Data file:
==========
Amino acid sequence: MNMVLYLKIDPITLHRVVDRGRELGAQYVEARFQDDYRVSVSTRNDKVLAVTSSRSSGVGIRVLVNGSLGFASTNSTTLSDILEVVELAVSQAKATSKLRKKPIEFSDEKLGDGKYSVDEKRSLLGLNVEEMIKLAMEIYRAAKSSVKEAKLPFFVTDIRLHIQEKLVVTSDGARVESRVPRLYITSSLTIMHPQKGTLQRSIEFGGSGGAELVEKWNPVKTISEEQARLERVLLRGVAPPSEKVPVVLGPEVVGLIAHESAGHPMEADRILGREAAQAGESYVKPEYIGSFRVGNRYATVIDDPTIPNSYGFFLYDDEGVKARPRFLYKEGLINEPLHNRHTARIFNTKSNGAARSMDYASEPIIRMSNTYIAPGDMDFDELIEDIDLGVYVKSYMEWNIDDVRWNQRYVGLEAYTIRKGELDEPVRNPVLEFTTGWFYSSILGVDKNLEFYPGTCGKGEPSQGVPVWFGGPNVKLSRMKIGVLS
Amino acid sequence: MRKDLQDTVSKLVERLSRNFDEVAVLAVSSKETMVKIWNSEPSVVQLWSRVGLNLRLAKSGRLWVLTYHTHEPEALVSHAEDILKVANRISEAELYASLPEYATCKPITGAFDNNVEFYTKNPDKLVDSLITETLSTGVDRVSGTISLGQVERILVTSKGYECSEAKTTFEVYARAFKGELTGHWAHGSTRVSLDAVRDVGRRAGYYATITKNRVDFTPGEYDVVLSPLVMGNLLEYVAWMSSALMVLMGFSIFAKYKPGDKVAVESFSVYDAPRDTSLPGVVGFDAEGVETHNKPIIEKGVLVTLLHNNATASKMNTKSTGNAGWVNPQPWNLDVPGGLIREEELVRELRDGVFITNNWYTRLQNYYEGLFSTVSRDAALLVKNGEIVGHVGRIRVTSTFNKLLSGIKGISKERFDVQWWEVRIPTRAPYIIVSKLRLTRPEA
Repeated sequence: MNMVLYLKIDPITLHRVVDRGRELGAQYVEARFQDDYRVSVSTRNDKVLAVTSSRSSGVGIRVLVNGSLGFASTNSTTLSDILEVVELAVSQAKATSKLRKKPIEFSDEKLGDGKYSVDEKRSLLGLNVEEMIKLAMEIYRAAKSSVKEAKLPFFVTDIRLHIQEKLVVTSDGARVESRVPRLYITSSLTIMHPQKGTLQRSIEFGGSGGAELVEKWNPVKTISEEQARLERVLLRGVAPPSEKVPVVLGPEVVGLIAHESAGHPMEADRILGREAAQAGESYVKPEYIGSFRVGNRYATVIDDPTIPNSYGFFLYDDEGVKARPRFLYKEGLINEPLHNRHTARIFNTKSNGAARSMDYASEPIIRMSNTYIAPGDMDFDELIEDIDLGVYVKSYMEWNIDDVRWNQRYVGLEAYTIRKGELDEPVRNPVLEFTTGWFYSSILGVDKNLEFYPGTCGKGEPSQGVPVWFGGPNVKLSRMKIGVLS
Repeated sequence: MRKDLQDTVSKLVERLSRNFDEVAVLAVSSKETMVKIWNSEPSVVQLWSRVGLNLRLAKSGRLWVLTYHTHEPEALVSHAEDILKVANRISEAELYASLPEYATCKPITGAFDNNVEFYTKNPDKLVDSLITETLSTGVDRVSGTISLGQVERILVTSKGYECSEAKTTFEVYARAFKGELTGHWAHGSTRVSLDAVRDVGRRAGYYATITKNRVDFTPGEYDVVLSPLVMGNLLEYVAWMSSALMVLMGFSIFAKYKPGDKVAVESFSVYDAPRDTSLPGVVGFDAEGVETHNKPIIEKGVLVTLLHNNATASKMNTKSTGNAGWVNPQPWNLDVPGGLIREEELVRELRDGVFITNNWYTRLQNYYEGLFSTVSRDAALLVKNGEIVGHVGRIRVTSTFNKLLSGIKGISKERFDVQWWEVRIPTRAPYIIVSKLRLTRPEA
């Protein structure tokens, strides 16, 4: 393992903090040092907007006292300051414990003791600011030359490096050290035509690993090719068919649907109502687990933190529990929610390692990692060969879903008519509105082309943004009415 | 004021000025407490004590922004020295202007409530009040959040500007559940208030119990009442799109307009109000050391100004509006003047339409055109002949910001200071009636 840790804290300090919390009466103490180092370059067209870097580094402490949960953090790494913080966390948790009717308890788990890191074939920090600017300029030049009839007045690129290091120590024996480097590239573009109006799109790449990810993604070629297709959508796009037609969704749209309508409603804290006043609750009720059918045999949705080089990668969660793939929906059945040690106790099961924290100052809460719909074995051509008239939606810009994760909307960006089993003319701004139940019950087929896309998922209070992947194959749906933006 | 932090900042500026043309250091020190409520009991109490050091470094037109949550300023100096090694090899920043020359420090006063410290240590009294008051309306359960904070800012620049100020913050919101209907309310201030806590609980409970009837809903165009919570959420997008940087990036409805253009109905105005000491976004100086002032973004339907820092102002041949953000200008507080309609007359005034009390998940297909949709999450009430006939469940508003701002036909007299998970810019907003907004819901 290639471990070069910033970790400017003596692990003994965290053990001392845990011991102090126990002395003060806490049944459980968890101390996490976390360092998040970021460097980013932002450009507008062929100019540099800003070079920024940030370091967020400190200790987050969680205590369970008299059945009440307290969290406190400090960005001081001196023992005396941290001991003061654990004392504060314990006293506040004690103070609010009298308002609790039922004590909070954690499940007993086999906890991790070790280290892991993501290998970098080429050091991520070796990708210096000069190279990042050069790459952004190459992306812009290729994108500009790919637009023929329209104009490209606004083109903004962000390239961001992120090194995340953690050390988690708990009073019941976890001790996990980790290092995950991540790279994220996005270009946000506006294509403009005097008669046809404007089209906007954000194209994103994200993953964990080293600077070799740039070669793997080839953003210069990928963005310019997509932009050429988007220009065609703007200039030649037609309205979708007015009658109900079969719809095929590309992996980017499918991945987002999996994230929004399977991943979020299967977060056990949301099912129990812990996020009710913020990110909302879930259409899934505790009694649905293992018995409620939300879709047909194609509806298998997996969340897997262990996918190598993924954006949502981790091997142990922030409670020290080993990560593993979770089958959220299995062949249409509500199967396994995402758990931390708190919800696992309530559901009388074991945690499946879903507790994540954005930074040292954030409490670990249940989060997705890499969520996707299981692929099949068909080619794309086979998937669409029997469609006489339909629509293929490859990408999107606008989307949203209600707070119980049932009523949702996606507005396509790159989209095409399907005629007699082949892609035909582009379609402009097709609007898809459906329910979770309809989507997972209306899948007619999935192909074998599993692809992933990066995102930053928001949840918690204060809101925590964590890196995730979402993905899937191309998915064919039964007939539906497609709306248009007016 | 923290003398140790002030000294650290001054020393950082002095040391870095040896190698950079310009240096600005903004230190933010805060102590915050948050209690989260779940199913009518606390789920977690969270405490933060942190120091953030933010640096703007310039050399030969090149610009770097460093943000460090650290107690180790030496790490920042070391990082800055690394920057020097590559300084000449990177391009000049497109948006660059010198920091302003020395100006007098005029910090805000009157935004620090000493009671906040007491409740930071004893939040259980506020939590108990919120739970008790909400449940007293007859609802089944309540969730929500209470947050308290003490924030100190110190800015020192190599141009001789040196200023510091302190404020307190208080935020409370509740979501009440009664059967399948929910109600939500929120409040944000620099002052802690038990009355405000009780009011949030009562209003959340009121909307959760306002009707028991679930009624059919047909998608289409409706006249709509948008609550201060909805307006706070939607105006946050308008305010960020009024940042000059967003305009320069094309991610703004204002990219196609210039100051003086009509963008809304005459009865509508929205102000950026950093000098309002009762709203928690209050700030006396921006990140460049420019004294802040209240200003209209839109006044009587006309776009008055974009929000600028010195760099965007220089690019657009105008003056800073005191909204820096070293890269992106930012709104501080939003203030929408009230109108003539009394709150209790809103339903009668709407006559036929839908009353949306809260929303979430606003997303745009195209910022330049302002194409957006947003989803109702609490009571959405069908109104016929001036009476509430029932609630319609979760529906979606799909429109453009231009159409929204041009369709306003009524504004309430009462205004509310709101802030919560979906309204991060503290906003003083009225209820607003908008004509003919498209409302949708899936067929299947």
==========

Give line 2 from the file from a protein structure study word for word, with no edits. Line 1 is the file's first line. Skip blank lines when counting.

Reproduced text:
Amino acid sequence: MRKDLQDTVSKLVERLSRNFDEVAVLAVSSKETMVKIWNSEPSVVQLWSRVGLNLRLAKSGRLWVLTYHTHEPEALVSHAEDILKVANRISEAELYASLPEYATCKPITGAFDNNVEFYTKNPDKLVDSLITETLSTGVDRVSGTISLGQVERILVTSKGYECSEAKTTFEVYARAFKGELTGHWAHGSTRVSLDAVRDVGRRAGYYATITKNRVDFTPGEYDVVLSPLVMGNLLEYVAWMSSALMVLMGFSIFAKYKPGDKVAVESFSVYDAPRDTSLPGVVGFDAEGVETHNKPIIEKGVLVTLLHNNATASKMNTKSTGNAGWVNPQPWNLDVPGGLIREEELVRELRDGVFITNNWYTRLQNYYEGLFSTVSRDAALLVKNGEIVGHVGRIRVTSTFNKLLSGIKGISKERFDVQWWEVRIPTRAPYIIVSKLRLTRPEA